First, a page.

Arrests continued in Portland. On February 25, 1919, federal agents along with county and city police raided the IWW hall at 109 Second Avenue, arrested twenty-two men, and trashed the offices. Citizens were charged with vagrancy, and non-citizens were held for deportation. The vagrancy charges were part of a scheme on the part of Portland authorities to sweep a large number of suspects from the streets, charge them with vagrancy, and hold and indict them or keep them until the IWW bailed them out. The authorities expected suspects would be kept from organizing on the streets, and that IWW funds would be increasingly depleted after many bail payments.
During the next few years, approximately 200 men and a few women in the Pacific Northwest were charged with violations of the Criminal Syndicalism laws, specifically for the distribution of IWW literature or for carrying membership cards for the IWW, the Communist Party USA, or the Socialist Party. The IWW published on July 10, 1920, an account that revealed a number of convictions in Oregon, with 31 members facing indictments.
One well-known Portlander arrested under the new law was Dr. Marie Equi, not an IWW member but a sympathizer. Equi was arrested on the night of March 13, 1919, and charged with asking three adults and one girl to help distribute IWW literature on downtown streets. She was held overnight in jail, and her bail was set at $2,500, an exorbitant amount at the time. The next day she was released for lack of evidence. At the time, Equi was awaiting sentencing after being convicted of sedition under the federal Sedition Act.
While most of the arrests in Oregon under the Criminal Syndicalism Law occurred in Portland, arrests and prosecutions also took place in Tillamook, Condon, and Klamath Falls. In February 1923, North Bend officials arrested two IWW members for distributing literature announcing an upcoming IWW meeting.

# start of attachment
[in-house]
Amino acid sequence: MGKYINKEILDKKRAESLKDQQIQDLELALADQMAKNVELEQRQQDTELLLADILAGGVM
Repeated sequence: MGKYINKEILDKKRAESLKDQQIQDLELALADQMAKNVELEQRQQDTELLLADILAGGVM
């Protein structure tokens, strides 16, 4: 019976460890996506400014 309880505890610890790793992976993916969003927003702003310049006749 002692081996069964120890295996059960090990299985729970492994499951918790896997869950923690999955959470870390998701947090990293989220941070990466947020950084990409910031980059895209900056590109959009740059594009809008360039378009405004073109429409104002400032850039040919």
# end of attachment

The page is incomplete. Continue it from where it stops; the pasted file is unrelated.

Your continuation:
Oregon’s statute was revised slightly in 1921 to broaden its reach beyond those joining radical organizations to include existing members, and then revised more extensively in 1930 (and amended in 1933) to more specifically find individuals guilty of a felony for becoming a member of any group that taught or advocated criminal syndicalism. Oregon’s criminal syndicalism law was a major determinant for the significant decline in influence of the IWW in the state, but as times changed and public attitudes shifted, the statute itself became untenable.
The most significant prosecution in Oregon involved Dirk De Jonge, a WWI veteran, longshoreman, and communist who lived in Portland. He addressed an audience and helped conduct a meeting convened by the Communist Party. He was arrested, charged with violation of the criminal syndicalism law, convicted, and sentenced to a stiff prison term. On appeal, the Oregon State Supreme Court upheld his conviction on November 26, 1934. De Jonge appealed to the nation’s highest court. A young Portland attorney named Gus Solomon filed the brief. On January 4, 1937, the U.S. Supreme Court reversed the De Jonge conviction and declared unconstitutional much of the criminal syndicalism law. In a unanimous decision the court ruled the criminal syndicalism law violated the due process clause of the Fourteenth Amendment. The court also affirmed the right of peaceable assembly. Chief Justice Charles Evans Hughes wrote, “We hold that the Oregon statute….is repugnant to the due process clause of the Fourteenth Amendment.” The decision proved to be a death knell for Oregon’s anti-syndicalism law. De Jonge v. Oregon strengthened Americans' fundamental rights, including the right to meet and peaceably dissent in meetings, rallies, and demonstrations, no matter the content.
The criminal syndicalism law served its purpose in effectively ending the influence of the IWW in Oregon, but changing times, the evolving legal interpretation of fundamental rights, and the public’s refusal to support ongoing trampling of citizen rights brought the Oregon Criminal Syndicalism Statute to its end. Oregon legislators finally repealed the law on February 20, 1937.
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Mayer, Heather. Beyond the Rebel Girl: Women and the Industrial Workers of the World in the Pacific Northwest, 1905-1924. Corvallis: Oregon State University Press, 2018.
Helquist, Michael. Marie Equi: Radical Politics and Outlaw Passions. Corvallis: Oregon State University Press, 2015.
Stone, Geoffrey R. Perilous Times, Free Speech in Wartime.” New York: W.W. Norton & Co., 2004.
White, Ahmed A. ‘The Crime of Economic Radicalism: Criminal Syndicalism Laws and the Industrial Workers of the World, 1917-1927.” Oregon Law Review 85.649: 649-770.